But the letter wasn’t a complete success for the congressman or his office.
Throughout the day, Rigell’s office sent a list of current signatories that had a number of errors (left the second ‘n’ off of Minnesota GOP Rep. Michele Bachmann, guys). Michigan Republican Rep. Kerry Bentivolio was, somehow, “Rep. Jim Bentivolio.” And Raúl R. Labrador became, in what was either a mistake or a subtle shot at the Idaho Republican, “Rep. Raul Labrabor.”
But, perhaps, the most comical mistake came in Rigell’s press release touting his letter. The headline?
“Rigell Leads Bipartisan Effort Urging President Obama to Get Congressional ApprovalBefore Striking Libya”
While Rigell’s letter criticizes Obama for his 2011 intervention in Libya, the congressman’s staff might have wanted to check the timeline on that whole Libya thing.
His office did send out a corrected press release. Crisis (in Libya) averted.
The five finalists for this week’s caption contest are ready for your votes.
Using the comments section below, vote for your favorite caption until 5 p.m. EDT Thursday.
Here are this week’s finalists:
- How about “I have a tempered aspiration?”
- Mr. President, You have the wrong speech! I gave you the “Blame Republicans” speech!
- How about “I have a drone?”
- No, no, not THAT one!
- Mr. President, wait! That is your March Madness bracket, not your March on Washington speech!
The cartoon with the winning caption will appear on this blog on Sept. 2 and in the following day’s print edition of Roll Call. The contest winner will receive a signed color print of his or her Capitol Quip cartoon from the cartoonist, R.J. Matson.
Rep. Kerry Bentivolio, R-Mich., took to Twitter to plead for greater transparency within the legislative process:
Isn’t it time that votes are taken by role call and legislation explains in plain English how it modifies the law? #ReadTheBills
— Kerry Bentivolio (@RepKerryB) August 28, 2013
May we suggest that the freshman lawmaker crack a dictionary — they’re “roll call” votes, sir — before launching any deep-dives into the Federal Register?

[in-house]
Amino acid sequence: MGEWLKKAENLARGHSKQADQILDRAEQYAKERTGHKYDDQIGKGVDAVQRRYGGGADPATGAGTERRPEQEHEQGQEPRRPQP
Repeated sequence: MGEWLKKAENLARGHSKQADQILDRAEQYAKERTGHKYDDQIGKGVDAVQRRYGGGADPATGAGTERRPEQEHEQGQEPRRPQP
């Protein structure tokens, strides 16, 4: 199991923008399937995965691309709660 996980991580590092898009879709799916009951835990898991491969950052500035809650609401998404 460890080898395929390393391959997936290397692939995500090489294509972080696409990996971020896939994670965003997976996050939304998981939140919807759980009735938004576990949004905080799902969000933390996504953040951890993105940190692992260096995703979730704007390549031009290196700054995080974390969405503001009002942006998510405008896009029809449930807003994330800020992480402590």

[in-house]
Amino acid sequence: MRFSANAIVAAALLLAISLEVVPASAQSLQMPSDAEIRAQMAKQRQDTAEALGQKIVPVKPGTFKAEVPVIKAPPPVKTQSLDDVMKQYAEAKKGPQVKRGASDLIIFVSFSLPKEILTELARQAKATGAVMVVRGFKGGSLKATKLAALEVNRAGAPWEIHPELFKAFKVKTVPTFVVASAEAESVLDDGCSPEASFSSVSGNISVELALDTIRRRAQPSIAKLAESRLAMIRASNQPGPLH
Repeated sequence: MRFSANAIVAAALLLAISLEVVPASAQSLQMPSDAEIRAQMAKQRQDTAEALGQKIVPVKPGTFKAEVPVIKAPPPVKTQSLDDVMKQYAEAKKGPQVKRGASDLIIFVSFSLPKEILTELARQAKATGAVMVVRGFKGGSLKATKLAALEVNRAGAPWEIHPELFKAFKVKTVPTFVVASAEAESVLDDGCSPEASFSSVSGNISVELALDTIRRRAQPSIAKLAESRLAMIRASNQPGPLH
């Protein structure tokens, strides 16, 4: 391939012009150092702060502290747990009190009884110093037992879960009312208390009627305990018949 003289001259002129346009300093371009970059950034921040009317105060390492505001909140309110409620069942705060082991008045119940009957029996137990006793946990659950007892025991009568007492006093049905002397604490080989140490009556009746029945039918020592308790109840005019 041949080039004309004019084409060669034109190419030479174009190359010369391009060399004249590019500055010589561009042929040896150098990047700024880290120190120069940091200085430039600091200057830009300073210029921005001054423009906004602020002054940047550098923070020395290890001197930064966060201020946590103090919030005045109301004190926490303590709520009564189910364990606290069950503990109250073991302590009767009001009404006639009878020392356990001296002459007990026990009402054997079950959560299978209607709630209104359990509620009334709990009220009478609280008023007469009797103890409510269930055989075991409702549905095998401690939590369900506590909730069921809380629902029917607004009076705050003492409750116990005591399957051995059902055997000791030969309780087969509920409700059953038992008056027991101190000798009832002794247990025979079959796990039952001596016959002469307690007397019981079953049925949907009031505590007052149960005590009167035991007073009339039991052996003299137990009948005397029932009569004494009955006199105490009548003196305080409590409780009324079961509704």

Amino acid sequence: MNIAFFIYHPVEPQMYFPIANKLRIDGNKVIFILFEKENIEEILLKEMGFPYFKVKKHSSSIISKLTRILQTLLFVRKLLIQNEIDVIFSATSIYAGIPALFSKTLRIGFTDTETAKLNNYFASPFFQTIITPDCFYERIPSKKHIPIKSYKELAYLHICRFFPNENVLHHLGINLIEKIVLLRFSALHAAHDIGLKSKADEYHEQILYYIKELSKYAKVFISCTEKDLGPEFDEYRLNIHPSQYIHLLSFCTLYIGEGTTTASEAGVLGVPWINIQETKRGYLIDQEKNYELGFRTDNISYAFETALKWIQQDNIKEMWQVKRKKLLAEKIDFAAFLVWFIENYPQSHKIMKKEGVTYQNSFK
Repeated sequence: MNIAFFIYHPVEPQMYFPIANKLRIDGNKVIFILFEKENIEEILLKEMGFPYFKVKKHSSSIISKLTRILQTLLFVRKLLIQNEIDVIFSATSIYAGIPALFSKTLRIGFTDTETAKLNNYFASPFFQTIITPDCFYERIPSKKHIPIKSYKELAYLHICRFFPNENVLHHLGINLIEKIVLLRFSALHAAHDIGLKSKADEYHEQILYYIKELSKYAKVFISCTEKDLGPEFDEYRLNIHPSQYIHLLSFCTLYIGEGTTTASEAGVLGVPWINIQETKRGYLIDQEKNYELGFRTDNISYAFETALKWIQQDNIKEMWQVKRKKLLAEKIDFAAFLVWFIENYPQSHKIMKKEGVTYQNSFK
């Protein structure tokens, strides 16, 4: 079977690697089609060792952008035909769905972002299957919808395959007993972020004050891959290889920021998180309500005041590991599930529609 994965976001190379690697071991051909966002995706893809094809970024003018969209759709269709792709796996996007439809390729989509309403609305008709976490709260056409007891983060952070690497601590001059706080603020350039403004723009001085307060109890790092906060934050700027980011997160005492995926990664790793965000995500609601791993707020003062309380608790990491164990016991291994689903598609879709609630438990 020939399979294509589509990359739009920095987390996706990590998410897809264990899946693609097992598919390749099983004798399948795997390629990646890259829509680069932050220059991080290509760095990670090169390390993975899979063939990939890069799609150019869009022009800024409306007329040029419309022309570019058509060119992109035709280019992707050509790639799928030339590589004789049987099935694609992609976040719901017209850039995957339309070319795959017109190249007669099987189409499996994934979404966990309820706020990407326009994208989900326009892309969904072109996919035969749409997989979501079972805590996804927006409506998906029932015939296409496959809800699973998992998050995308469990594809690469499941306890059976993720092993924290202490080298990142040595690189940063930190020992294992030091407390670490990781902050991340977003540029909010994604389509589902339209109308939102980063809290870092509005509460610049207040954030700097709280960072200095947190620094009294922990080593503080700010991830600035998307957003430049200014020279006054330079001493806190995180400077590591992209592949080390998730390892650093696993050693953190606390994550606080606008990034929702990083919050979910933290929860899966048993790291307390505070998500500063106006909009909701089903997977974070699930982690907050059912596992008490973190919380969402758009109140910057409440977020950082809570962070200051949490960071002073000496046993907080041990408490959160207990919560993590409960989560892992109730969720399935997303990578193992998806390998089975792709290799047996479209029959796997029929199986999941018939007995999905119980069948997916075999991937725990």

Congressional diners have nothing to fear.
So says Restaurant Associates spokeswoman Gina Zimmer, who assures HOH that the moldy food bulletin an HOH tipster caught while cutting across the Longworth House Office Building cafeteria was a precautionary tale, not an admission of defeat.
“While the staffer overheard one of our recent food safety training sessions, rest assured there is absolutely NO issue regarding mold in any of our products served at the House and there never has been,” Zimmer relayed a few days after HOH reported on the unsettling menu update.
Per Zimmer, every morning, RA convenes a pre-service meeting at which crew members often openly discuss food-handling concerns.
“At the pre-meal that the aide was present at, our manager was reminding our staff of the RA food quality standards,” she said.
Moreover, Zimmer maintains that when they do encounter spoiled supplies, the suspect offerings are spirited away post-haste.
“If any RA employee sees a product that is not to our specifications, they remove it immediately and bring it back to our receiving department to return back to the vendor,” she said of the company’s quality-control protocol.
Whoever is in charge of archiving the speeches Rep. Jerry McNerney, D-Calif., rattles off in the course of his legislative duties is taking advantage of the relative quiet to weave together what appears to be an all-encompassing — Hispanic heritage stuff? ¡Si Señor! Veterans Affairs claims? Ooo-rah! Cyber intelligence issues? You betcha — highlight reel.
House staffer Jeff Leieritz assures HOH that, contrary to what San Diego CityBeat says, he did not deliberately set out to ruin Lena Lewis — spokeswoman for embattled San Diego Mayor Bob Filner — when the pair posed for a now-infamous snapshot in Las Vegas.
Leieritz, who when we last caught up with him was accused of making waves at home by playing house with his fiancée, explained that he was in Las Vegas the weekend of Aug. 16 — bidding farewell to his single days (natch) — and did cozy up to Lewis, who was in the midst of her own bachelorette send-off, for a quick pic.
But he maintains that the encounter was purely serendipitous — not the premeditated takedown the West Coast weekly made it out to be on Monday.
“As a part of my bachelor party, I was prompted by friends to pose for pictures with several bachelorette parties who were also celebrating that night,” he said, suggesting that he and Lewis “just happened to be at the same location.”
“Any suggestion that I was involved in any ‘orchestrated’ activities against anyone is simply not true, and way overblown,” Leieritz asserted. “I’m very disappointed that this blogger jumped to such an outrageous conclusion.” In a previous political life, Leieritz worked for Republican Carl DeMaio, who is exploring a run for mayor of San Diego now that Filner is on his way out.
Leieritz did not address how Derek Wixon, whom he admitted to knowing in high school (“I have not seen him in several years,” Leieritz said), would have known enough about the piano bar shenanigans to brag on Facebook about bringing Lewis down, nor would he reveal who snapped the incriminating photo. Full story